“A moralized semi-secular Triptych by Jheronimus Bosch” (Yona Pinson) 2010
[in: Eric De Bruyn / Jos Koldeweij (eds.), Jheronimus Bosch. His Sources. 2nd International Jheronimus Bosch Conference, May 22-25, 2007, Jheronimus Bosch Art Center, ’s-Hertogenbosch, the Netherlands. Jheronimus Bosch Art Center, ’s-Hertogenbosch, 2010, pp. 265-277]
In this contribution Pinson focuses on the recently reconstructed triptych that consists of the Rotterdam Pedlar (closed wings), the Paris Ship of Fools and the New Haven fragment (left inner wing) and the Washington Death of a miser (right inner wing) and of which the central panel is missing. This ensemble of fragments shows analogies with other of Bosch’s outwardly semi-secular triptychs that were intended as moral lessons by revealing folly and sin. According to Pinson the pedlar on the closed wings is meant to be an image of the ‘homo viator’ at the crossroads and of the choice between right and wrong. This theme had a certain tradition in Bosch’s time but Bosch ironically inverts its original meaning, thus parodying the idea of human choice: in his view human choice is a priori motivated by man’s earthly desires and is bound to lead to death and perdition. Referring to a text by Bernard of Clairvaux Pinson associates the pedlar’s act of looking back over his shoulder with negative connotations.
The idea of a perpetual human choice between virtues and vices is reflected through the remaining panels of the dismembered triptych. For example, the emblematic opposition of foliated and bare branches (symbolizing good and evil) also occurs on the (reconstructed) left inner wing. This wing illustrates the submission of members of various strata of society to folly and sins, notably lust and gluttony. The concept of the universality of sinners seems to Pinson essential for understanding Bosch’s thought and ideology. The left wing should be read as a moral condemnation of the dissolute behaviour of both clergy and laity.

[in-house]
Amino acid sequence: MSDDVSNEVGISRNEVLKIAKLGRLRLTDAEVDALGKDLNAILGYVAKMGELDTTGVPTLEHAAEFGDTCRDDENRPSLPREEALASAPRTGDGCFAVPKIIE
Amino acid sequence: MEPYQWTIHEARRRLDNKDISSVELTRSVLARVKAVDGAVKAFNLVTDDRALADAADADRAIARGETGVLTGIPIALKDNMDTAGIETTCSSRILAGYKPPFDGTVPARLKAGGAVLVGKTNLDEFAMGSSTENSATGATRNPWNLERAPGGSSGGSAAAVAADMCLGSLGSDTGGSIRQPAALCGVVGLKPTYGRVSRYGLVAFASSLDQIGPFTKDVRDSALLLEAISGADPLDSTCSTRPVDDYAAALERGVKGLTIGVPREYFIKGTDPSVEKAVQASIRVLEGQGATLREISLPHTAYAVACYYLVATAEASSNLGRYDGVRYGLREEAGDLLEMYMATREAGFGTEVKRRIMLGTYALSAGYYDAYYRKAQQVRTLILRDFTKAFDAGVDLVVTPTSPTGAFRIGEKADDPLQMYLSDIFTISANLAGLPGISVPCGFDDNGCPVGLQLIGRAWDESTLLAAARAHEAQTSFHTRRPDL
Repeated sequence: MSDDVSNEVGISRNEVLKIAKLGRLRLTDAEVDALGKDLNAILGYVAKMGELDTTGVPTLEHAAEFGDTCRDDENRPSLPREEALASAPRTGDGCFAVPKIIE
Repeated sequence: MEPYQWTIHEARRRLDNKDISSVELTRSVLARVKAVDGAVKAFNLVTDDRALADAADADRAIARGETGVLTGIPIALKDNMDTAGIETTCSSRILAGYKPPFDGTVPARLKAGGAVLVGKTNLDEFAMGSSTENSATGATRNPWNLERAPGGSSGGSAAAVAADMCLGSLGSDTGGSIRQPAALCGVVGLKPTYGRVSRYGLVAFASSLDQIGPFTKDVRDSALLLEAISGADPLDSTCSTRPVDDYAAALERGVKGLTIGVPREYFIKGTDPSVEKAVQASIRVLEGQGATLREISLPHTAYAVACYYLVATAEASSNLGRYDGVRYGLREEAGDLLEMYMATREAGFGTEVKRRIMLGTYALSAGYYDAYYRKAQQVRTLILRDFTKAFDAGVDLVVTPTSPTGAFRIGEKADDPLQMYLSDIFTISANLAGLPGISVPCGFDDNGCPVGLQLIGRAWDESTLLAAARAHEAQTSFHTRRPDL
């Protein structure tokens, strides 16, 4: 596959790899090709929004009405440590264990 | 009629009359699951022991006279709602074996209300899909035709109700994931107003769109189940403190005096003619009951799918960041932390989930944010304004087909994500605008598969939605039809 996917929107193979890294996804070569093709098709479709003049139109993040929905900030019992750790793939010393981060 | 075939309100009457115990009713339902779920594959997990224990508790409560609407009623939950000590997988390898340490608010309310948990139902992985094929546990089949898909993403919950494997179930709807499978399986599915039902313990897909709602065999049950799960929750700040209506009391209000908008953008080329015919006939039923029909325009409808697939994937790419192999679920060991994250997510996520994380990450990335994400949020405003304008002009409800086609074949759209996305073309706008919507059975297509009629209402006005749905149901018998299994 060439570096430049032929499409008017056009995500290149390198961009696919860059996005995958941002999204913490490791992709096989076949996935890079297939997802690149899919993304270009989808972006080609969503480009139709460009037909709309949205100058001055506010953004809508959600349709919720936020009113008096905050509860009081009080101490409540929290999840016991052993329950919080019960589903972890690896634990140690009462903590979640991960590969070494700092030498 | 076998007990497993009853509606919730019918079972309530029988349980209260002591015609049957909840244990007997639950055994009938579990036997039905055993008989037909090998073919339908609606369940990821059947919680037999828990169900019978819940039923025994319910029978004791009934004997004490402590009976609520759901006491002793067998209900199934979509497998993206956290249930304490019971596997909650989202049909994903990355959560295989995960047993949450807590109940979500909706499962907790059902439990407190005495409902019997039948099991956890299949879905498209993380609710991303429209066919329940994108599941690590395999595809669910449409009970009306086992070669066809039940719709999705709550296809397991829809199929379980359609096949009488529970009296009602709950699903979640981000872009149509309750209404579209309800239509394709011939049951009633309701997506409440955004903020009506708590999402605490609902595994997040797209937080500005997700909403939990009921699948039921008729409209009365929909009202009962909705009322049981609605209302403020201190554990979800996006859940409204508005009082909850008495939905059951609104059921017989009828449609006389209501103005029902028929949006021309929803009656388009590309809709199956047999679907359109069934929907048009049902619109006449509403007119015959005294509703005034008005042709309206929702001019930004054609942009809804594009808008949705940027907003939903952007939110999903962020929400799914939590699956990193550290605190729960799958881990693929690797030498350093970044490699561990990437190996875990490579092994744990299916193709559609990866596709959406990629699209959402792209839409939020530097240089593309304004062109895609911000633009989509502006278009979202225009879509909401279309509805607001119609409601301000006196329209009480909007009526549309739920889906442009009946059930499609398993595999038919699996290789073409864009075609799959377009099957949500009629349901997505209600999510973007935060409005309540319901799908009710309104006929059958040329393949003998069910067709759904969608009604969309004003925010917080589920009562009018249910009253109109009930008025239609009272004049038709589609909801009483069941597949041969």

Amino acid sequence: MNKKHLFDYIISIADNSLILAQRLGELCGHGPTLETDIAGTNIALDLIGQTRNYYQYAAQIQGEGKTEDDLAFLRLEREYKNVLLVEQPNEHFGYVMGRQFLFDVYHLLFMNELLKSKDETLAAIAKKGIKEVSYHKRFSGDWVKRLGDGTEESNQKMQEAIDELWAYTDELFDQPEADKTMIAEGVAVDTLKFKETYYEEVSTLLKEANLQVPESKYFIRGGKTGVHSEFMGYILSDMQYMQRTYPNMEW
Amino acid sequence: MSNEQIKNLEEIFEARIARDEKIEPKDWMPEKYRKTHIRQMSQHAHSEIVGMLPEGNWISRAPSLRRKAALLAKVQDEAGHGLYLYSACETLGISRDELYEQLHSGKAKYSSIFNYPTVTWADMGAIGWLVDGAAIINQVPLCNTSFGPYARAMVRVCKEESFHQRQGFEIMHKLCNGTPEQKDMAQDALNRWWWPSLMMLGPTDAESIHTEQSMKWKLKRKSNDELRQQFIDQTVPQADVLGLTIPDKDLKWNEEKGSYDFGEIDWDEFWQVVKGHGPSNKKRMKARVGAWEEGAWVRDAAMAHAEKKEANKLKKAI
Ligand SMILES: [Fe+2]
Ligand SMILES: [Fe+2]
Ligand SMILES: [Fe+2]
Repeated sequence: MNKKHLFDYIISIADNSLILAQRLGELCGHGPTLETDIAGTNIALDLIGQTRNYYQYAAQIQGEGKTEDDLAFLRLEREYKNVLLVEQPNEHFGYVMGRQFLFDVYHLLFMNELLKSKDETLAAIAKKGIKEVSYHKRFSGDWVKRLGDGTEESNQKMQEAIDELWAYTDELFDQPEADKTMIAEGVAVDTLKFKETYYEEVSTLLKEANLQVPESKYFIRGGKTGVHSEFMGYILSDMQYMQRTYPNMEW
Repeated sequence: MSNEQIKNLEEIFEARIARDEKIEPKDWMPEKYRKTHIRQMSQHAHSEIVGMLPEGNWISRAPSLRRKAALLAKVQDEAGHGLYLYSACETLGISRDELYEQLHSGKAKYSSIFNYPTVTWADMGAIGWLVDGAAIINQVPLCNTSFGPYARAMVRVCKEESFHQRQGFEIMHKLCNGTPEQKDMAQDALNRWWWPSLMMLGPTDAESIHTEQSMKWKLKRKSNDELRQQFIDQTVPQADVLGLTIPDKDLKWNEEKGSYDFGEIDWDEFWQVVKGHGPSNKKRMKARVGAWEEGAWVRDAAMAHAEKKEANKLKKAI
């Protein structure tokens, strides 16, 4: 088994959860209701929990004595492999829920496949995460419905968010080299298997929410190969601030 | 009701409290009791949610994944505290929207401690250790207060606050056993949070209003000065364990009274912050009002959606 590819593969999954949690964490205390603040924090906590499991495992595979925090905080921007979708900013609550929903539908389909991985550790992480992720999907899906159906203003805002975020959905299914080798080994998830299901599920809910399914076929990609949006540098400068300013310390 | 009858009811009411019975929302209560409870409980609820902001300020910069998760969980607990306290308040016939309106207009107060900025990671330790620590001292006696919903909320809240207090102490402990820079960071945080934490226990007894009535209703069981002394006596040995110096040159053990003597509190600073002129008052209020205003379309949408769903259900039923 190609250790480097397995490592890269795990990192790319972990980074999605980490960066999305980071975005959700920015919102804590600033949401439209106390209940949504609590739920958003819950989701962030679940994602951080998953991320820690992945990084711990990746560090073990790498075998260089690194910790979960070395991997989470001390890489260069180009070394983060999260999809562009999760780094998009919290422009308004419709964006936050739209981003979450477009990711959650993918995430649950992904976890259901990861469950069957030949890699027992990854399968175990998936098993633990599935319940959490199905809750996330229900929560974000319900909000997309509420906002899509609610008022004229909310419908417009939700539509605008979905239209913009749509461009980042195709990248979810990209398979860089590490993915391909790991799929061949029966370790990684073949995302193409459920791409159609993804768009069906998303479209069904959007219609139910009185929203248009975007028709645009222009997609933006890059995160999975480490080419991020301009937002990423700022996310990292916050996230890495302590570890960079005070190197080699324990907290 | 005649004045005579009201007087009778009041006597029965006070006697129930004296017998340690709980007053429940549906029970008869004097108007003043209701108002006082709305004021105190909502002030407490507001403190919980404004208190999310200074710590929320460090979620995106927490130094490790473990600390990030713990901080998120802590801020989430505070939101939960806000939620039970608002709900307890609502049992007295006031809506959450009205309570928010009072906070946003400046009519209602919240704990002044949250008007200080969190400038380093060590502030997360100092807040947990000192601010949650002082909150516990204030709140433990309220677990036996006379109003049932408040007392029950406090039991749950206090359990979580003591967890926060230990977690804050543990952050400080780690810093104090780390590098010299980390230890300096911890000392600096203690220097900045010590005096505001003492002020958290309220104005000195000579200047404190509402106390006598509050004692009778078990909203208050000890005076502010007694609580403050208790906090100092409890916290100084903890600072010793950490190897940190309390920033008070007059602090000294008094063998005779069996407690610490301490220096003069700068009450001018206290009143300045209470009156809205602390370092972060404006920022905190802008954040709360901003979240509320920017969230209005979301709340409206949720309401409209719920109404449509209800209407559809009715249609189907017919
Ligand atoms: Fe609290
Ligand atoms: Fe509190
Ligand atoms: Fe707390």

The deathbed scene on the right wing depicts the moment when angel and devil are battling over the dying man’s soul, but we cannot ignore that the dying man is clearly more enticed by the devil than by the angel. Again this reflects Bosch’s ironical reflection and pessimism. Although the central panel is still missing, Pinson presumes it could have depicted another moralizing semi-secular scene that would have completed the iconographical program of the Seven Deadly Sins.
With this last remark Pinson contributes to a specialism that was introduced to modern Bosch exegesis by Lotte Brand Philip in 1958: guessing what could be seen on lost Bosch panels no modern viewer has ever seen. The reader should also be reminded of the fact that since the 2001 Rotterdam Bosch Exhibition it has indeed become probable that the Rotterdam, Paris, New Haven and Washington fragments have once belonged to the same triptych, but the available data don’t allow us to call this a proven fact.
[explicit 3rd August 2012]